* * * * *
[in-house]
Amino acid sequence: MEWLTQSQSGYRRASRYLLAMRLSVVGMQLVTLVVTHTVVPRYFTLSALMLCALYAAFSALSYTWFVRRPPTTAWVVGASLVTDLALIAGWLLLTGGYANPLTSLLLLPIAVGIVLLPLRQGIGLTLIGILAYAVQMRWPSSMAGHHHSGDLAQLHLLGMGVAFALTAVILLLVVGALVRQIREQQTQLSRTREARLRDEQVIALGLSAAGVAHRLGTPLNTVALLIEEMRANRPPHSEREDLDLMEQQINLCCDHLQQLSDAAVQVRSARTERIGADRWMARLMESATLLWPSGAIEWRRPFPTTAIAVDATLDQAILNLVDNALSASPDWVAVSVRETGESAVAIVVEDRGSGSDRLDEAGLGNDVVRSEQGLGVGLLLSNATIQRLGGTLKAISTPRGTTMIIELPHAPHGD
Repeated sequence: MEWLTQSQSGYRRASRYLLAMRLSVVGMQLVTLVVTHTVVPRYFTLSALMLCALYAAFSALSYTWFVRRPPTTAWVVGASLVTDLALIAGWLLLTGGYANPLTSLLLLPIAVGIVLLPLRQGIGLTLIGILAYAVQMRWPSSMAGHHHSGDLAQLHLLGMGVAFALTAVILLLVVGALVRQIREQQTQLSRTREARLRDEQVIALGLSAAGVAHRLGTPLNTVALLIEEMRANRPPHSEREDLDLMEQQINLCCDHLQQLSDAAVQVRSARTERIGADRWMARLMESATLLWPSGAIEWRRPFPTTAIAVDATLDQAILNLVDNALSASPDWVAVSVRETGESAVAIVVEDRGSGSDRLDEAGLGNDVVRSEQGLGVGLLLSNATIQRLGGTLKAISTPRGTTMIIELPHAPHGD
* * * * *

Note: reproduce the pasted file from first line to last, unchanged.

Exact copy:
[in-house]
Amino acid sequence: MEWLTQSQSGYRRASRYLLAMRLSVVGMQLVTLVVTHTVVPRYFTLSALMLCALYAAFSALSYTWFVRRPPTTAWVVGASLVTDLALIAGWLLLTGGYANPLTSLLLLPIAVGIVLLPLRQGIGLTLIGILAYAVQMRWPSSMAGHHHSGDLAQLHLLGMGVAFALTAVILLLVVGALVRQIREQQTQLSRTREARLRDEQVIALGLSAAGVAHRLGTPLNTVALLIEEMRANRPPHSEREDLDLMEQQINLCCDHLQQLSDAAVQVRSARTERIGADRWMARLMESATLLWPSGAIEWRRPFPTTAIAVDATLDQAILNLVDNALSASPDWVAVSVRETGESAVAIVVEDRGSGSDRLDEAGLGNDVVRSEQGLGVGLLLSNATIQRLGGTLKAISTPRGTTMIIELPHAPHGD
Repeated sequence: MEWLTQSQSGYRRASRYLLAMRLSVVGMQLVTLVVTHTVVPRYFTLSALMLCALYAAFSALSYTWFVRRPPTTAWVVGASLVTDLALIAGWLLLTGGYANPLTSLLLLPIAVGIVLLPLRQGIGLTLIGILAYAVQMRWPSSMAGHHHSGDLAQLHLLGMGVAFALTAVILLLVVGALVRQIREQQTQLSRTREARLRDEQVIALGLSAAGVAHRLGTPLNTVALLIEEMRANRPPHSEREDLDLMEQQINLCCDHLQQLSDAAVQVRSARTERIGADRWMARLMESATLLWPSGAIEWRRPFPTTAIAVDATLDQAILNLVDNALSASPDWVAVSVRETGESAVAIVVEDRGSGSDRLDEAGLGNDVVRSEQGLGVGLLLSNATIQRLGGTLKAISTPRGTTMIIELPHAPHGD